Put a spell on you


MUSICAL:Hailed as the best new musical of its time, ‘Wicked’ is finally coming to Dublin. SARA KEATINGgoes backstage to see the magic at work

Backstage at London’s Apollo Theatre Victoria, more than 200 people are scuttling around in the wings. These are the 38 cast members and 170 production crew who work day and night to bring the musical Wicked to the stage. You can hear them chattering among each other – calling out instructions, saying goodnight after another exhilarating show – but somehow, despite the cramped surroundings, they remain invisible throughout my backstage tour. They are clustered in tiny rooms having their microphones and hairpieces unpinned, or disguised beneath a pile of laundry that needs to be dealt with before tomorrow’s matinee.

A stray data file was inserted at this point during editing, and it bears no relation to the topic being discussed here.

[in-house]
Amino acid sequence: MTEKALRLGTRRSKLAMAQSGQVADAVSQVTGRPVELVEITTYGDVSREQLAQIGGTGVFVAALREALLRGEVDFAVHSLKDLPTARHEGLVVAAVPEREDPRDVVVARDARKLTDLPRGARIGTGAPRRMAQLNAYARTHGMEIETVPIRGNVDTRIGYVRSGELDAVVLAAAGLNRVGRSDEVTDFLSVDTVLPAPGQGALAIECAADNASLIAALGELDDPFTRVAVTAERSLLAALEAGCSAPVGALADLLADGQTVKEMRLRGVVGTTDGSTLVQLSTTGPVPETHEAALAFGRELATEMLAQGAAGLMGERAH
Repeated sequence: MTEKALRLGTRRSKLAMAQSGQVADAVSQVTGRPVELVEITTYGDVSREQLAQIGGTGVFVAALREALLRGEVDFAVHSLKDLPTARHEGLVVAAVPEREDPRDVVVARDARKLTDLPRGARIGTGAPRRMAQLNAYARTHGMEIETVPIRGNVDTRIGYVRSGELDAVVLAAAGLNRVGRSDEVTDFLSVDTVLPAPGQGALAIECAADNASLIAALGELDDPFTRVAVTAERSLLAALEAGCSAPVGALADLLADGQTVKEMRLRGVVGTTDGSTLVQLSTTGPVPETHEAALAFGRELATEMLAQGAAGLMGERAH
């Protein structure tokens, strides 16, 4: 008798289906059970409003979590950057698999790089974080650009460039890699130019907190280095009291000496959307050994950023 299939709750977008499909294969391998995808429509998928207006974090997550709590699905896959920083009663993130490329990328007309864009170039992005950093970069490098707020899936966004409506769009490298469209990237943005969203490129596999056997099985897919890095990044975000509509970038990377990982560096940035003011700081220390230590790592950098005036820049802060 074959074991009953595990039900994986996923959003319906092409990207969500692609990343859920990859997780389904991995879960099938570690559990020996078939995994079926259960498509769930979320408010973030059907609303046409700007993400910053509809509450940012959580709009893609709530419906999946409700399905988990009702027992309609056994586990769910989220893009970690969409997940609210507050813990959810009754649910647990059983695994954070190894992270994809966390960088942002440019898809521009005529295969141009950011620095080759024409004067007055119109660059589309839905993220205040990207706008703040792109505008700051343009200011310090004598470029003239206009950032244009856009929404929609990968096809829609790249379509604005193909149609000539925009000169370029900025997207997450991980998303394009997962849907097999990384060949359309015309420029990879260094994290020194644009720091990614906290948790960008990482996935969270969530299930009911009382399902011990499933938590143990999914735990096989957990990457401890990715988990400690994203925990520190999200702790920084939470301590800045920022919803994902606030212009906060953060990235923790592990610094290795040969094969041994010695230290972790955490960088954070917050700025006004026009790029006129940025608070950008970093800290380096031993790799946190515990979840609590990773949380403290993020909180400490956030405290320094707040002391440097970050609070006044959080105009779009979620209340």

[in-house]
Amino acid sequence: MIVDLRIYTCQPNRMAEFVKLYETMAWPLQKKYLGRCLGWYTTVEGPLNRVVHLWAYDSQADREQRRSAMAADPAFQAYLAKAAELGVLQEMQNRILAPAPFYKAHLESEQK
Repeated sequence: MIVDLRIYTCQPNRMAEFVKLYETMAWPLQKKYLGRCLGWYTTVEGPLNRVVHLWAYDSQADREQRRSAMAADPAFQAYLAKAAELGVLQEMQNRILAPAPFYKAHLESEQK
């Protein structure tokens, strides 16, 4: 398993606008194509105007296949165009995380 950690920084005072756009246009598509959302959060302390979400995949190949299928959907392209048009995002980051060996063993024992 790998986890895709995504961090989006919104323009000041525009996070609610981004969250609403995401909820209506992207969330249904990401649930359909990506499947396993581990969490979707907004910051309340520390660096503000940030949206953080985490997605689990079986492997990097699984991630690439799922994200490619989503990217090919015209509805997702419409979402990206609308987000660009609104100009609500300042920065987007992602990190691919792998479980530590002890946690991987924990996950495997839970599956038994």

What you see instead are the individual elements of scenic designer Eugene Lee’s remarkable mechanical vision of Oz stacked up in every available space and hanging from the light fixtures above. Turn your head to the right and there are clockwork bubbles and industrial scaffolds, to the left robotic dragons and engineered thrones. The Victorian silhouettes of Susan Hilferty’s Steampunk costumes, meanwhile, throw spooky shadows on the dim-lit walls: Chistery’s winged monkey suit looks like a bat splayed against the theatre’s bare brick back wall; Madame Morrible’s stiff layered dress looks like it could stand up on its own and walk across the floor. Wigs sit uncannily on faceless mannequins, fake beards are pinned heartlessly to the wall, and masks – dead and waxy without actors to animate them – are lined up like victims of a ritual sacrifice.